Caribou's recent album, 'Suddenly'
Caribou’s recent album, Suddenly.

So why might it be important to feature artist perspectives in news coverage of the music industries in the streaming era? In Playing to the Crowd (2018), Nancy K. Baym explains that musicians are being asked to do more work that involves relational and entrepreneurial skills, but musicians are not being asked about what these relationships and interactions involve or mean for them (6-7). Musicians hold valuable insight into the intricacies of work and labour because, as Baym says, “Musicians are cultural forerunners…the strategies they devise to manage these tensions, have implications for workers in countless fields as they strive to build and maintain markets for their work” (7). 

In other words, how do we understand the full picture of significant shifts in the music industries without hearing from the musicians working within them? Outside of mainstream journalism, some sources have become excellent and accessible resources for hearing the perspectives of artists. One great example is The Creative Independent, published ad-free by Kickstarter, which regularly shares interviews with a variety of musicians. Lately, I’ve been listening to and loving the new Caribou album, Suddenly. I enjoyed reading an extensive interview with Dan Snaith about the album, one that sheds light on the creative process. On the subject of age, inspiration, and creativity, Snaith explains, “‘I’ve made music for 20 years…have I run out of ideas?…I’m always enjoying it, but I think the drive to not be complacent or to meet my own standards is really the thing that drives me on and on.” Or, take this great quote from interdisciplinary artist, YATTA, who says that “Just because a person or an institution takes an interest in you, it doesn’t mean that you have just become interesting. You’re interesting, period, and they are not, which is why they are seeking you out.”

Featuring the perspectives of artists helps to bring listeners and readers into the mechanisms and machinery behind the songs we hear and love and which become an integral part of our everyday lives. 


Notes: “The Cultural Capital Project: Digital Stewardship and Sustainable Monetization for Canadian Independent Musicians” is a SSHRC-funded research project led by Brian Fauteux, Brianne Selman, and Andrew deWaard, with research assistance from Dan Colussi, Anna Dundas-Richter, Maria Khaner, and William Northlich.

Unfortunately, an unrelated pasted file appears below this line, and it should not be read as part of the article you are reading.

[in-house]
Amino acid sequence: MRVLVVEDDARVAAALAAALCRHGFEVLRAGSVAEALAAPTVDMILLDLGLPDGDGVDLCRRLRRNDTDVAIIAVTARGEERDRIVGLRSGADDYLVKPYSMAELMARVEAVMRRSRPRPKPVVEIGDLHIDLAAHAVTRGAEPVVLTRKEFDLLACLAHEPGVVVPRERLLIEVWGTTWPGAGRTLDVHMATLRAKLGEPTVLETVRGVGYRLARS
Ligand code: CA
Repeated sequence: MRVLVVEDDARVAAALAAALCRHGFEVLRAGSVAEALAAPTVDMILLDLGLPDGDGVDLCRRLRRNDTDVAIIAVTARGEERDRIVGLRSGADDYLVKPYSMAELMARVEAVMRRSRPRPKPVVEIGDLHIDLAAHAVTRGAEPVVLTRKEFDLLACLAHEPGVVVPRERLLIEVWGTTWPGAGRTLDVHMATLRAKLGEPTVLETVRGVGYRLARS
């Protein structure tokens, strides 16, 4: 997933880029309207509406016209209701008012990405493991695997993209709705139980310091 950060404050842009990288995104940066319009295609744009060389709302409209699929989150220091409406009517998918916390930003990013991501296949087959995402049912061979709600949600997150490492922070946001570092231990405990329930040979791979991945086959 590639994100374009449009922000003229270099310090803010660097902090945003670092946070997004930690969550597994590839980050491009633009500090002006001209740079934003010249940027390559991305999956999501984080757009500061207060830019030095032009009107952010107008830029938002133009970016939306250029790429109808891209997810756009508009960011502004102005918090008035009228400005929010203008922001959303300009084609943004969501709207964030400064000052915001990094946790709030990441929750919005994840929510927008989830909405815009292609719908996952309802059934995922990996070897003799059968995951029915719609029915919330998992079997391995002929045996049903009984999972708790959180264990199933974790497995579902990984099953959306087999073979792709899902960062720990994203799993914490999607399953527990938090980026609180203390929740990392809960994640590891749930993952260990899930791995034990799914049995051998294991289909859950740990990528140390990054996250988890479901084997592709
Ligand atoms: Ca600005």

Image Credits:

  1. Logo for The Creative Independent.
  2. Sean Parker, Lars Ulrich, and Spotify CEO, Daniel Ek.
  3. Caribou’s recent album, Suddenly.


References:

Acland, C. R. (2007). Introduction. In C. R. Acland (Ed.), Residual Media (pp. xiii-xxvii). Minneapolis, MN: University of Minnesota Press. 

Baym, N.K. (2018). Playing to the Crowd: Musicians, audiences, and the intimate work of connection. New York, NY: New York University Press.

MacLeod, A. (2019). Introduction: Propaganda in the information age. In A. MacLeod (Ed.), Propaganda in the information age (pp. 1-11). New York, NY: Routledge.

MacLeod, A., & Chomsky, N. (2019). Still manufacturing consent: An interview with Noam Chomsky. In A. MacLeod (Ed.), Propaganda in the information age (pp. 12-22). New York, NY: Routledge.




Advocating on Behalf of Independent Musicians: Copyright Reform and Corporate Consolidation
Brian Fauteux / University of Alberta


Spotify banner outside NYSE on opening day
People walk by the New York Stock Exchange (NYSE) on the morning that the music streaming service Spotify begins trading shares at the NYSE on April 3, 2018 in New York City.

Corporate streaming music services have brought forth few benefits for independent musicians. Meagre payouts, limited catalogues, and predictable algorithms combine to reward a shrinking number of bestselling popstars. Despite these issues, streaming services are often characterized by narratives of progress and superiority (infinite choices, new avenues of “discovery,” low prices). 

This narrative routinely makes its way into popular writing on streaming music. A recent Pitchfork column about the fusion of indie and pop in the 2010s describes streaming music listening as “detached, fully and finally, from the Earth. Recorded music simply materializes around us whenever we need it.” This recalls the concept of remediation, made evident by these popular assessments of our digital-musical-ecosystem whereby new media are “presenting themselves as refashioned and improved versions of other media” (Bolter and Grusin 1999, pp. 14-15). In a more blunt and messianic expression, Spotify is “the savior” of the music business.